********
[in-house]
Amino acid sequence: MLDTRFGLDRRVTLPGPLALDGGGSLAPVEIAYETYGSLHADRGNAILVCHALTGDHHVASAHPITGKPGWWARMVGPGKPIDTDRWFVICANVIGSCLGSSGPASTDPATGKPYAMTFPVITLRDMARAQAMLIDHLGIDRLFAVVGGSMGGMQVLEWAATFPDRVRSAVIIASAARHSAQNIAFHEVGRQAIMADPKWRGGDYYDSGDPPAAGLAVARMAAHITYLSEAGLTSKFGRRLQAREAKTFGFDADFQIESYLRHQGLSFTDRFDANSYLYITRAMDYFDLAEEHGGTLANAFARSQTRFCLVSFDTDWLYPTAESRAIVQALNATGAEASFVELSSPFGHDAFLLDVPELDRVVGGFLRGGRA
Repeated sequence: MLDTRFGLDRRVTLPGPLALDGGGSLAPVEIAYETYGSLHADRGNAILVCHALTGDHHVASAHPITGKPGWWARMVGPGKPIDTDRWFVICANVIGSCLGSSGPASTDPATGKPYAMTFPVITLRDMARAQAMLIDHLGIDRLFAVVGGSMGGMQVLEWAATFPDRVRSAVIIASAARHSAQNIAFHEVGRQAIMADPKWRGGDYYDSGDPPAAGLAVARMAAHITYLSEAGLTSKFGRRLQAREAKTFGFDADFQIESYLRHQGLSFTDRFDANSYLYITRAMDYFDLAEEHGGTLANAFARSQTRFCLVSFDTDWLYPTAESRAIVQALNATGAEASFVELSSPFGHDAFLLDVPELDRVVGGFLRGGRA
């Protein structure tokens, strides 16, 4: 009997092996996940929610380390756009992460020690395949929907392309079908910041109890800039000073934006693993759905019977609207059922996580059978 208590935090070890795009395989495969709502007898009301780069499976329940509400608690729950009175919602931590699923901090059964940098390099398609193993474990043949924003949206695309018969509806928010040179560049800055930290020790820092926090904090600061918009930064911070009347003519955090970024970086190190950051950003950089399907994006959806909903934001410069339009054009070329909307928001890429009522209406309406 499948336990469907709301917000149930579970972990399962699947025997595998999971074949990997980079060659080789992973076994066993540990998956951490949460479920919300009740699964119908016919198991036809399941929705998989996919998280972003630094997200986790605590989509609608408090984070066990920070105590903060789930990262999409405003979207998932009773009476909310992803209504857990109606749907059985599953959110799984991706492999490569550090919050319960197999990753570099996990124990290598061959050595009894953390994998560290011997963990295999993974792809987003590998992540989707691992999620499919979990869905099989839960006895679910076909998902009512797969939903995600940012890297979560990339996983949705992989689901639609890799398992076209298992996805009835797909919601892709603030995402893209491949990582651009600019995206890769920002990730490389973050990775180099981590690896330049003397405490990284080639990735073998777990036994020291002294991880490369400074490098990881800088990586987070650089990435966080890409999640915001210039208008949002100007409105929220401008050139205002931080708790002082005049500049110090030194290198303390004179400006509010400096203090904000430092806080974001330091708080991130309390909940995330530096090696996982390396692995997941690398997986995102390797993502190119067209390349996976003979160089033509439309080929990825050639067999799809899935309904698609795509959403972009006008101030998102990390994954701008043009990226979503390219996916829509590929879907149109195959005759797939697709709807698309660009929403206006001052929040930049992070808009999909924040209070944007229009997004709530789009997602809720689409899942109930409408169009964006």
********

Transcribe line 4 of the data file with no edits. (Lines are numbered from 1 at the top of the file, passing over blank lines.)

């Protein structure tokens, strides 16, 4: 009997092996996940929610380390756009992460020690395949929907392309079908910041109890800039000073934006693993759905019977609207059922996580059978 208590935090070890795009395989495969709502007898009301780069499976329940509400608690729950009175919602931590699923901090059964940098390099398609193993474990043949924003949206695309018969509806928010040179560049800055930290020790820092926090904090600061918009930064911070009347003519955090970024970086190190950051950003950089399907994006959806909903934001410069339009054009070329909307928001890429009522209406309406 499948336990469907709301917000149930579970972990399962699947025997595998999971074949990997980079060659080789992973076994066993540990998956951490949460479920919300009740699964119908016919198991036809399941929705998989996919998280972003630094997200986790605590989509609608408090984070066990920070105590903060789930990262999409405003979207998932009773009476909310992803209504857990109606749907059985599953959110799984991706492999490569550090919050319960197999990753570099996990124990290598061959050595009894953390994998560290011997963990295999993974792809987003590998992540989707691992999620499919979990869905099989839960006895679910076909998902009512797969939903995600940012890297979560990339996983949705992989689901639609890799398992076209298992996805009835797909919601892709603030995402893209491949990582651009600019995206890769920002990730490389973050990775180099981590690896330049003397405490990284080639990735073998777990036994020291002294991880490369400074490098990881800088990586987070650089990435966080890409999640915001210039208008949002100007409105929220401008050139205002931080708790002082005049500049110090030194290198303390004179400006509010400096203090904000430092806080974001330091708080991130309390909940995330530096090696996982390396692995997941690398997986995102390797993502190119067209390349996976003979160089033509439309080929990825050639067999799809899935309904698609795509959403972009006008101030998102990390994954701008043009990226979503390219996916829509590929879907149109195959005759797939697709709807698309660009929403206006001052929040930049992070808009999909924040209070944007229009997004709530789009997602809720689409899942109930409408169009964006």